The resulting freeze between player and franchise involved Glanville uttering the phrase “F--- that kid” inside the Atlanta offices 2,762,211 times. During his stretch not under contract, Favre remained home in Kiln, kicking back in his childhood bedroom, casually throwing the football around with friends and watching New Jack City, his all-time favorite movie, on a near-endless loop. At long last, on July 17, Favre and the Falcons agreed to a three-year, $1.4 million deal that included a signing bonus somewhere between $350,000 and $400,000. He placed 70% of the money in stocks and bonds, and used the rest to purchase a $30,000 maroon Acura. Favre reported to Suwanee, Ga., the next day for the opening of training camp, commencing his one-year apprenticeship at the strangest and most dysfunctional shop in the National Football League.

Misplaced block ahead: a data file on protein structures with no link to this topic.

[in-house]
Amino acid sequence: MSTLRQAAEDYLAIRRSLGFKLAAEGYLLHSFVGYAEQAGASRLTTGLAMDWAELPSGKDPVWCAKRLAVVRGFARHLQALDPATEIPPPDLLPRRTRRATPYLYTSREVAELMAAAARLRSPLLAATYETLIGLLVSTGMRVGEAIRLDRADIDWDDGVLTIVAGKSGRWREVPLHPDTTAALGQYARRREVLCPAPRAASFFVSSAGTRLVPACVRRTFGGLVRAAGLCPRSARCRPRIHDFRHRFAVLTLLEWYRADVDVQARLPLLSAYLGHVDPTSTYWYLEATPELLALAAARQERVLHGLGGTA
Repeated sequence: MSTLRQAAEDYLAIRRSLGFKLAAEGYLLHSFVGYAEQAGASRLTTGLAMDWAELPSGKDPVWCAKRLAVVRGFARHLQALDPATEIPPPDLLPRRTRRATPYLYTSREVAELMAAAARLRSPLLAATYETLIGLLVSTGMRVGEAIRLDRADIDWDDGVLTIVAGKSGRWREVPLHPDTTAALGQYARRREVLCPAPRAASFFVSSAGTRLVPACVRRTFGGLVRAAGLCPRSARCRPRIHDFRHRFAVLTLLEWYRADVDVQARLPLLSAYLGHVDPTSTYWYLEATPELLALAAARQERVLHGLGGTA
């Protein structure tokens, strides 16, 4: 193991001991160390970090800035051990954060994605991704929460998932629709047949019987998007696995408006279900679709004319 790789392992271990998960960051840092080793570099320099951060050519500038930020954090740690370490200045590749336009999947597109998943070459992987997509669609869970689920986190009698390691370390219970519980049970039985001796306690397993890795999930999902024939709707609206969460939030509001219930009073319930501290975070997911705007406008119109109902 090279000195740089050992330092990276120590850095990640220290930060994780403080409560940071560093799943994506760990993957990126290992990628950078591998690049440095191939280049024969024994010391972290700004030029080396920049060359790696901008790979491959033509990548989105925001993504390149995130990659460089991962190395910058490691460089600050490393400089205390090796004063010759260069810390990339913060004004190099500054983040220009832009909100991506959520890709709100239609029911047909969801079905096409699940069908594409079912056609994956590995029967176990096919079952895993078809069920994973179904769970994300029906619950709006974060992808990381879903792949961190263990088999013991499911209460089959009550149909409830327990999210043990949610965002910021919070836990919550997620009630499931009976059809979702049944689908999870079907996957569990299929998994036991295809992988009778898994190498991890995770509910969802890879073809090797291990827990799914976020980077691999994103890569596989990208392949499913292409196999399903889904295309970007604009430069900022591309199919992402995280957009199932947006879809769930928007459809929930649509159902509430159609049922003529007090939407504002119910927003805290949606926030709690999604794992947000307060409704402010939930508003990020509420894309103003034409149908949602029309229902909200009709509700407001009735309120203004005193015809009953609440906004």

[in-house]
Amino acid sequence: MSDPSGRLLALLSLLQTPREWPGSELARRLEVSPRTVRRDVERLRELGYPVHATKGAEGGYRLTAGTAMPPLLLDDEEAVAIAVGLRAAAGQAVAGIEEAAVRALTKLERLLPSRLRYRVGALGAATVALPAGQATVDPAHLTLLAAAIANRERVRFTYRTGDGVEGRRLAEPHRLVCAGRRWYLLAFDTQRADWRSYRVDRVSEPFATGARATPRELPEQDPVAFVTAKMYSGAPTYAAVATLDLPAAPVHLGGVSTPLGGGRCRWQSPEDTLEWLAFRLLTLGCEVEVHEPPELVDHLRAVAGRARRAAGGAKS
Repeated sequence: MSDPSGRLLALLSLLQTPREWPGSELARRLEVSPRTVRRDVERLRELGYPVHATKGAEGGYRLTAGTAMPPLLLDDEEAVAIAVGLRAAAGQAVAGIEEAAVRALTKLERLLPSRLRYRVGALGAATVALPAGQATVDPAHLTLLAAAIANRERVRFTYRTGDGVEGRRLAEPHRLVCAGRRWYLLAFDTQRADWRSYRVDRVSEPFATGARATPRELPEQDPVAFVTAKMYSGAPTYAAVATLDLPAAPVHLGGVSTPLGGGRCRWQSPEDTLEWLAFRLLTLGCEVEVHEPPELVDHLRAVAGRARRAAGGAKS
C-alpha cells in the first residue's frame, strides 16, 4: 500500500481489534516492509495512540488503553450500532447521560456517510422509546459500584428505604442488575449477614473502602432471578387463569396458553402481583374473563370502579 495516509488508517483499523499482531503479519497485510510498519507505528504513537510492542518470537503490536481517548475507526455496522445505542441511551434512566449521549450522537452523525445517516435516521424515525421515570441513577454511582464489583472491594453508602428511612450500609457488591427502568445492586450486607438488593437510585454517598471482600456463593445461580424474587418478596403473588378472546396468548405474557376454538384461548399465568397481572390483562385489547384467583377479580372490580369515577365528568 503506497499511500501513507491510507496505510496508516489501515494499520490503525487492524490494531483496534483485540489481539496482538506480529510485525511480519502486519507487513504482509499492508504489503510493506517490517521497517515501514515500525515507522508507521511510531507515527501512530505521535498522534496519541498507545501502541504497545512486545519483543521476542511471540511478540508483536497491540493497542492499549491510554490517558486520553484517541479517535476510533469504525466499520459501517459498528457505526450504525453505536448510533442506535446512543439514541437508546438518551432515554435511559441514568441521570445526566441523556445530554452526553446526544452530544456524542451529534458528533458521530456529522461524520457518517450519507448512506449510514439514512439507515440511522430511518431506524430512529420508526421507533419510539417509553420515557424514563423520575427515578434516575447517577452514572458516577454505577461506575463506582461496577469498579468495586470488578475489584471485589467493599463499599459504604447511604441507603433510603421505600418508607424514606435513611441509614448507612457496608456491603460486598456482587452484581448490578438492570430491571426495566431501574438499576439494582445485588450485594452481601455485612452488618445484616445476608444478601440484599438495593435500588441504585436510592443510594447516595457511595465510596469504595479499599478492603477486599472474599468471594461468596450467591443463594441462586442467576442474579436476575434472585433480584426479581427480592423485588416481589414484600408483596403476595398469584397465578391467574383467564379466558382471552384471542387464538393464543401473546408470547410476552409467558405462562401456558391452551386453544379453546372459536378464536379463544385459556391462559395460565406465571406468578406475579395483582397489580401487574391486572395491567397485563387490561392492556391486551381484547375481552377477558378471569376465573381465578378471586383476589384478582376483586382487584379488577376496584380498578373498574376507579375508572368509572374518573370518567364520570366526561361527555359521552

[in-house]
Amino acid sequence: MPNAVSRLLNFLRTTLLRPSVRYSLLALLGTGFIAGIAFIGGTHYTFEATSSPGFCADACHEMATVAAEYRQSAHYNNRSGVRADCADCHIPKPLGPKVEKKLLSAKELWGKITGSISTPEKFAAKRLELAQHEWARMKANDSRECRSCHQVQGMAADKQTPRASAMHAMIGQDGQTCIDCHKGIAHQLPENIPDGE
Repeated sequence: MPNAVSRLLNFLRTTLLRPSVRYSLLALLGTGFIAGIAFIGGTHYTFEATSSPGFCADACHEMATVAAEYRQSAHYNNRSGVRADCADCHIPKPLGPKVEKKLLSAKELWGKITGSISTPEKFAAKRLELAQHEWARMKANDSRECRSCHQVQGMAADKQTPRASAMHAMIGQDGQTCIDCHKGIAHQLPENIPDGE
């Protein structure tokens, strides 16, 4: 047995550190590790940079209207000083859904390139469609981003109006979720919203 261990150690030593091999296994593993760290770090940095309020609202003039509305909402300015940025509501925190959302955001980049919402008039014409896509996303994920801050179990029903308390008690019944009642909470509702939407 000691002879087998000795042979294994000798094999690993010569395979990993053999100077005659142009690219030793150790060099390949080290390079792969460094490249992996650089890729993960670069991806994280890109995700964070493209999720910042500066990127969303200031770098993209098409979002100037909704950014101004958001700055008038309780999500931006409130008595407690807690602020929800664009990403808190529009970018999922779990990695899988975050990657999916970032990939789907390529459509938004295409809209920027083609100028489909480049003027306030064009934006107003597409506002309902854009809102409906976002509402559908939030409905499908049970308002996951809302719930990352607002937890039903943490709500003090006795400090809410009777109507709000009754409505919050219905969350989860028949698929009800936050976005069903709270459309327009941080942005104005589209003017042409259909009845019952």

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Gunslinger

by Jeff Pearlman

More than 500 interviews tell the story of Brett Favre and his remarkable, improbable, iconic life.